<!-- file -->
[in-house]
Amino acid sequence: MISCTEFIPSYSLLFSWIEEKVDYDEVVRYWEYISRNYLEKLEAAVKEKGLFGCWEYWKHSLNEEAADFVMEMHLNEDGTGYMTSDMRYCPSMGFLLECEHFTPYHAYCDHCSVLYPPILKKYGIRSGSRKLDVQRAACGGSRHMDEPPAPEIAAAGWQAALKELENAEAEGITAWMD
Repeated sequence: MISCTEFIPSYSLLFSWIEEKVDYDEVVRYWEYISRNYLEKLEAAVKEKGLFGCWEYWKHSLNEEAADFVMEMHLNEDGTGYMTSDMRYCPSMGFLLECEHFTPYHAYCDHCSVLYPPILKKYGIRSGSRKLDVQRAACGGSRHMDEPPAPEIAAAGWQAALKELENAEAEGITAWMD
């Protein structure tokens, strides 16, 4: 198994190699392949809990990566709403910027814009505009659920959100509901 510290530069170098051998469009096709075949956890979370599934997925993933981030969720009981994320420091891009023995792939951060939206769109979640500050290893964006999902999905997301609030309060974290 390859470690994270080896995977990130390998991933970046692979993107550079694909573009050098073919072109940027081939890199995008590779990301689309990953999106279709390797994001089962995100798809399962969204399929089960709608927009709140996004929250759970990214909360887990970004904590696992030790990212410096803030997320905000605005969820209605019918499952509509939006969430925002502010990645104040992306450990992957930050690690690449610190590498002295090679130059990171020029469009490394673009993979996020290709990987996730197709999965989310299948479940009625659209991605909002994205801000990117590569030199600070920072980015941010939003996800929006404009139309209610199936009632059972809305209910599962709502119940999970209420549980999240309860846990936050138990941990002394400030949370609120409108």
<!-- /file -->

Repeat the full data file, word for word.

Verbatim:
[in-house]
Amino acid sequence: MISCTEFIPSYSLLFSWIEEKVDYDEVVRYWEYISRNYLEKLEAAVKEKGLFGCWEYWKHSLNEEAADFVMEMHLNEDGTGYMTSDMRYCPSMGFLLECEHFTPYHAYCDHCSVLYPPILKKYGIRSGSRKLDVQRAACGGSRHMDEPPAPEIAAAGWQAALKELENAEAEGITAWMD
Repeated sequence: MISCTEFIPSYSLLFSWIEEKVDYDEVVRYWEYISRNYLEKLEAAVKEKGLFGCWEYWKHSLNEEAADFVMEMHLNEDGTGYMTSDMRYCPSMGFLLECEHFTPYHAYCDHCSVLYPPILKKYGIRSGSRKLDVQRAACGGSRHMDEPPAPEIAAAGWQAALKELENAEAEGITAWMD
């Protein structure tokens, strides 16, 4: 198994190699392949809990990566709403910027814009505009659920959100509901 510290530069170098051998469009096709075949956890979370599934997925993933981030969720009981994320420091891009023995792939951060939206769109979640500050290893964006999902999905997301609030309060974290 390859470690994270080896995977990130390998991933970046692979993107550079694909573009050098073919072109940027081939890199995008590779990301689309990953999106279709390797994001089962995100798809399962969204399929089960709608927009709140996004929250759970990214909360887990970004904590696992030790990212410096803030997320905000605005969820209605019918499952509509939006969430925002502010990645104040992306450990992957930050690690690449610190590498002295090679130059990171020029469009490394673009993979996020290709990987996730197709999965989310299948479940009625659209991605909002994205801000990117590569030199600070920072980015941010939003996800929006404009139309209610199936009632059972809305209910599962709502119940999970209420549980999240309860846990936050138990941990002394400030949370609120409108």